blocked by construction are a problem everywhere — perhaps even more
so since the real estate bubble burst, and so many projects have been
indefinitely halted. Today on the Streetsblog Network, Broken Sidewalk
reports on the issue from Louisville, Kentucky. Apparently developers
in that city routinely make no provision for the safe passage of
pedestrians during construction — and one local advocacy group, the Coalition for the Advancement of Regional Transportation (CART) is calling for change:
Construction forces pedestrians out into a busy street in Louisville, Kentucky. Photo: CART
Sidewalks are too often neglected by construction sites around the
city. It’s easy to block a sidewalk and assume pedestrians — like
water — will find a way around. Examples abound all over the city,
but CART recently picked up on
a sidewalk that has apparently been blocked on heavily traveled
Bardstown Road and plans a rally Monday afternoon to draw attention to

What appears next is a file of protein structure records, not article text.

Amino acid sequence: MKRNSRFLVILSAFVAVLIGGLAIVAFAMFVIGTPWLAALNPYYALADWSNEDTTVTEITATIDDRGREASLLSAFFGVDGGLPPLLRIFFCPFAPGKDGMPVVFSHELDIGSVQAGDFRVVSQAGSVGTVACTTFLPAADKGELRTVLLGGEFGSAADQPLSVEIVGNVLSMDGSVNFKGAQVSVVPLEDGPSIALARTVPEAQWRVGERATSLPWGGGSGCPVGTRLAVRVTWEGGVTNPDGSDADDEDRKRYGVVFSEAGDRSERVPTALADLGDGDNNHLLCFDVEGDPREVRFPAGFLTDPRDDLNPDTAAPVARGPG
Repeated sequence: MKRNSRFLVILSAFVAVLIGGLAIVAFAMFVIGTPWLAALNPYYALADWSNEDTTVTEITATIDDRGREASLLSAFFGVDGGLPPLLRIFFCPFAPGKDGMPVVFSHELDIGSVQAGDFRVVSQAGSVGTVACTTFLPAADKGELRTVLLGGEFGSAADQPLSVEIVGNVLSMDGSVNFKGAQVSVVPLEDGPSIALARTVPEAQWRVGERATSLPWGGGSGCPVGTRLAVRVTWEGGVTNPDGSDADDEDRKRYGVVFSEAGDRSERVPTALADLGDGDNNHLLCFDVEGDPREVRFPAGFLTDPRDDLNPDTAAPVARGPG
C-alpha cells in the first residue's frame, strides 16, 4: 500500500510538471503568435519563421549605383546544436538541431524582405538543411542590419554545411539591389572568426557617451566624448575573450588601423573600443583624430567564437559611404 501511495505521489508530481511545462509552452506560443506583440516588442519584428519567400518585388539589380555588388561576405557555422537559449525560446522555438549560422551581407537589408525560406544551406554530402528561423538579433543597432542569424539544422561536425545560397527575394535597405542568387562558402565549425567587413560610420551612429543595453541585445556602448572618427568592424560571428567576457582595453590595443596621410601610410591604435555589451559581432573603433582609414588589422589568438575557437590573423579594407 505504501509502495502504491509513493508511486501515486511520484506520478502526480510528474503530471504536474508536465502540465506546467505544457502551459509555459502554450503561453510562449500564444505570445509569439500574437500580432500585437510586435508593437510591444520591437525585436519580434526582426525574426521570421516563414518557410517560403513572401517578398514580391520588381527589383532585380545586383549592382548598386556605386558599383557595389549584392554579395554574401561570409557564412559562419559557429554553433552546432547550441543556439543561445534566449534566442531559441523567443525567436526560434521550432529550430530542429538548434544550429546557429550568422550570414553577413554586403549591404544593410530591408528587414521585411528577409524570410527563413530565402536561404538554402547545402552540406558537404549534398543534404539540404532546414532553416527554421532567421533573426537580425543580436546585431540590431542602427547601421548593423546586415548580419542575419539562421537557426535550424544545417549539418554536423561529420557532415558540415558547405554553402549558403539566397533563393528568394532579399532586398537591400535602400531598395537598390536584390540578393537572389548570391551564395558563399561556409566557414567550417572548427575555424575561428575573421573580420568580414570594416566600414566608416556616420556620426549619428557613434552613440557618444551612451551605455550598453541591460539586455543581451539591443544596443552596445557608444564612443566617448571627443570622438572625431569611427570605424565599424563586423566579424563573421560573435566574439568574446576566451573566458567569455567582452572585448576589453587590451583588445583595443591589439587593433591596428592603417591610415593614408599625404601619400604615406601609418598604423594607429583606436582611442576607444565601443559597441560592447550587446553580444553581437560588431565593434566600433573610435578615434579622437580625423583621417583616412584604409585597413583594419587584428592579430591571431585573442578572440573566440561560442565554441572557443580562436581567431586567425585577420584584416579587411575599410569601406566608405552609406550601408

pedestrian rights.…Here’s what CART has to say about the issue:
"The city has issued a permit shutting down walking on
one side of Bardstown Road for almost a month. Crossing to the other
side of the road is highly impractical – Bardstown is a busy 4 lane
arterial. They can require the construction of a plywood tunnel, but
they have not. They can annex the adjacent flex lane for people on
foot, but they have not. There’s a whole library of tools they could
employ, but they have not.
“At some level the city knows these closures result in people taking
risks. But even more insidious is the destruction of walking as a
viable means of transportation. When you stand in front of this closed
sidewalk, no number of walkability plans will convince you that walking
is valued in Louisville.…"
New York City, many construction sites provide at least some protected
walkways for displaced pedestrians, although these are often
inadequate. What’s the procedure in your municipality?
More from around the network: SoapBoxLA on the new LAPD chief’s impressive outreach to bicyclists. Good news on rising numbers of people on bicycles from Biking Toronto. And How We Drive has the scoop on how porn caused a traffic jam in Moscow.